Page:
What To Know Before Your First BJJ Class

BJJ World Champion Leandro “Brodinho” Issa teaches a BJJ class at Evolve MMA (PoMo Mall) in Singapore.

Whether you’ve finally pursued the results of a Google search after a long time of wanting to try jiu-jitsu, or you’re considering caving into your friend’s request to just come try a class, you’re probably feeling a lot of emotions about trying your first-ever BJJ class.

Starting something new almost always comes with a mixture of excitement and nervousness, and this is especially true for combat sports. Whether you’re most apprehensive about the nature of jiu-jitsu itself or you’re simply worried about being in an unfamiliar environment with a lot of people, here are some things to know and expect in your first-ever class:

1. There’s a lot of close contact.

Jiu-jitsu isn’t a striking-based martial art, so don’t worry — you won’t be getting punched in the face. An over-simplified description that many BJJ athletes use when describing it to their confused relatives and coworkers is, “It’s like wrestling, but with chokes and joint locks.” So, yes, you’re going to be in close contact with other people, and you’ll often have to deal with some positions that are strange, awkward, and physically uncomfortable.

Oftentimes, a bit of practice is all it takes to get used to being underneath someone you’ve only just met. But if you have a history of trauma or abuse, you may want to bring this up to the coach before class starts. Some people find these positions triggering, while others aren’t fazed by them at all. If you do decide you need a break, politely excuse yourself from the mats until you’re ready to come back.

2. Hygiene and safety are paramount.

Make sure your nails are trimmed short (you shouldn’t be able to see any of the white bit over your fingertips), you’re wearing deodorant (freshen up before class just to be safe), and you’re wearing clean clothes before class starts. While you probably won’t be expected to wear any sport-specific clothing for your first class, make sure you’re at least wearing appropriate clothes for the activity. In other words, no sleeveless shirts, no shirts or shorts with zippers or buttons, and nothing that’s so loose that you run the risk of fingers or toes getting caught. A tight-ish athletic shirt and leggings (make sure they’re not see-through!) or athletic shorts will usually be fine to wear on your first day. If you decide you want to continue, you’ll also want to invest in a mouthguard to protect your teeth.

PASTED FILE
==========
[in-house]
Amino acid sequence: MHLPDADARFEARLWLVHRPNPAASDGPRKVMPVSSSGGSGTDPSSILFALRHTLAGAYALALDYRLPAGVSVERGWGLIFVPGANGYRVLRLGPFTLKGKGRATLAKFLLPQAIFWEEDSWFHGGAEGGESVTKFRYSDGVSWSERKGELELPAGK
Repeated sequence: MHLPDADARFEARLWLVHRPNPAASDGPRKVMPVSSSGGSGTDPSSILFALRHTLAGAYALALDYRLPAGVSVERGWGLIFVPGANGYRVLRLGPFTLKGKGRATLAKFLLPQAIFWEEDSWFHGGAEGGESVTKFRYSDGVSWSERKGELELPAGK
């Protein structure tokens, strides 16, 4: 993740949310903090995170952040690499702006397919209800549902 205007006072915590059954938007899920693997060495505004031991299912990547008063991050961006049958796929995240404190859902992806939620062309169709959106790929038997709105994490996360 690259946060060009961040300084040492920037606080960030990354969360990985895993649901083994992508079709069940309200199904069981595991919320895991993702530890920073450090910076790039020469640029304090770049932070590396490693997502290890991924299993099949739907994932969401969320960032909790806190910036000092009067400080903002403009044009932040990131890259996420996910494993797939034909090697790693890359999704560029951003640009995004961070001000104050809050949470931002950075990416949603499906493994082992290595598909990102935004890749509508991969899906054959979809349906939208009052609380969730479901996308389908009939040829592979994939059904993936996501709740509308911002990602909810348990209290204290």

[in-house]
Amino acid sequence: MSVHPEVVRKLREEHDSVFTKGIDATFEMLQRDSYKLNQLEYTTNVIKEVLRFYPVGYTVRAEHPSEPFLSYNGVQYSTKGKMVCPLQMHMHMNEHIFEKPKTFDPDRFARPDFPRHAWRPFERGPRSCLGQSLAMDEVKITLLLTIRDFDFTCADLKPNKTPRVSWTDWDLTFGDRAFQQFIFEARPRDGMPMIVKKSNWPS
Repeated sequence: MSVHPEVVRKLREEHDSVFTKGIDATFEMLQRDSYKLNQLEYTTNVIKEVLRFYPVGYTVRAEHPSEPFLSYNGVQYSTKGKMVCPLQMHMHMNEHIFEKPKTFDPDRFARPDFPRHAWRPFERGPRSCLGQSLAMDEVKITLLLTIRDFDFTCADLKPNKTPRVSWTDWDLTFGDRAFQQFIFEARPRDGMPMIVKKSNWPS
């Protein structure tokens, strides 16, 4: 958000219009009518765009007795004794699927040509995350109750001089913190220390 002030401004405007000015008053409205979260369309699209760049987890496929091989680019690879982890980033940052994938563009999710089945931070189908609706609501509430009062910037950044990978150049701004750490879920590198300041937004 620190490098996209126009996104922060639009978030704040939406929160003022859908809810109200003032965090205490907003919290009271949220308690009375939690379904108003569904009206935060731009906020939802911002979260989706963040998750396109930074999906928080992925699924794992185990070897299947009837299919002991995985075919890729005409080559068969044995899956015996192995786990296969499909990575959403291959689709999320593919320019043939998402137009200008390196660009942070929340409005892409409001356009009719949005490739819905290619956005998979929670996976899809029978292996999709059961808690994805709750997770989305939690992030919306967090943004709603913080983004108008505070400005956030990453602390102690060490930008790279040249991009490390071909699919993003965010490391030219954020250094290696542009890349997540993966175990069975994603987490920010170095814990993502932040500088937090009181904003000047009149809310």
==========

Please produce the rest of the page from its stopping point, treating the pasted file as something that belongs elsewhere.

3. There’s a hierarchy.

There are five main belt levels in Brazilian jiu-jitsu: white, blue, purple, brown, and black. Depending on the gym you go to, there will likely be various ways in which this belt hierarchy will be recognized in class. For many gyms, this will be simply reflected in the lineup before class, with white belts on one side and black belts on the other. In other academies, lower belts are discouraged from asking upper belts to roll. If you’re unsure, it’s best to ask the coach or another member of the team — members of any gym with a healthy environment will be happy to help so you don’t feel awkward.

4. It’s ok to feel overwhelmed.

There’s a lot to learn in jiu-jitsu, and it’s no surprise that it can take ten years or more to earn a black belt. Most of the movements we learn in BJJ are very specific, and you may have never moved your body in such a way before. The good news is that everyone feels that way in their first class (and many subsequent classes). Even though the other people you see on the mats will likely be more experienced than you, they’ll remember what it feels like to feel overwhelmed, lost, and very confused on their first day. In a good academy, you’ll have people around you who will be willing to help you better understand the techniques being taught.

5. The investment is worth it.

Some people balk at the monthly membership cost of BJJ, but trust us: it’s worth it. Yes, it’s often more expensive than a “traditional” gym, but remember that you’re also getting instruction in a specialized martial art. That said, if you’re not completely sold on the academy you visited, shop around! Check out a few gyms in your area, and see what they offer for the price. While you shouldn’t pick a home gym solely based on price, it never hurts to try out different gyms and see if you like the instruction, schedule, or overall “vibe” more. Ask the other students what they believe the pros and cons are to training at their home gym, and make the decision that’s best for you.

Your first jiu-jitsu class is the first step to an amazing journey! Every black belt was once a day-one white belt, and one day, you’ll be able to help new students on their first day as well.


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